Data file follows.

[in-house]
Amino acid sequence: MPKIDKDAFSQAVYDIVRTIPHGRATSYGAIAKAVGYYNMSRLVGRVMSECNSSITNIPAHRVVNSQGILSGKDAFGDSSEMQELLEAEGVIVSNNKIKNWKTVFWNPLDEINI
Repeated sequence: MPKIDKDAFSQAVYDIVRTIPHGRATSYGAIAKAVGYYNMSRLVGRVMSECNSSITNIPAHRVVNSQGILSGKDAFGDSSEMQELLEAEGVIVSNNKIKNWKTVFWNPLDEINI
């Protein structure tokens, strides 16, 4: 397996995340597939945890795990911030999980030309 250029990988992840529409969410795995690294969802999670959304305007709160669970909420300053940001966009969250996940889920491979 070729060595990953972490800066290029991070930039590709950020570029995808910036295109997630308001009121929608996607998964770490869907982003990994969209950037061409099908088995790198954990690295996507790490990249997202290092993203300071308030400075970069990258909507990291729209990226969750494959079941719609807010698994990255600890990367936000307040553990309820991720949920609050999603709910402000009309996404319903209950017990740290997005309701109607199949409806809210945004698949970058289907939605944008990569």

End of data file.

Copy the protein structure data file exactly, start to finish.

[in-house]
Amino acid sequence: MPKIDKDAFSQAVYDIVRTIPHGRATSYGAIAKAVGYYNMSRLVGRVMSECNSSITNIPAHRVVNSQGILSGKDAFGDSSEMQELLEAEGVIVSNNKIKNWKTVFWNPLDEINI
Repeated sequence: MPKIDKDAFSQAVYDIVRTIPHGRATSYGAIAKAVGYYNMSRLVGRVMSECNSSITNIPAHRVVNSQGILSGKDAFGDSSEMQELLEAEGVIVSNNKIKNWKTVFWNPLDEINI
């Protein structure tokens, strides 16, 4: 397996995340597939945890795990911030999980030309 250029990988992840529409969410795995690294969802999670959304305007709160669970909420300053940001966009969250996940889920491979 070729060595990953972490800066290029991070930039590709950020570029995808910036295109997630308001009121929608996607998964770490869907982003990994969209950037061409099908088995790198954990690295996507790490990249997202290092993203300071308030400075970069990258909507990291729209990226969750494959079941719609807010698994990255600890990367936000307040553990309820991720949920609050999603709910402000009309996404319903209950017990740290997005309701109607199949409806809210945004698949970058289907939605944008990569």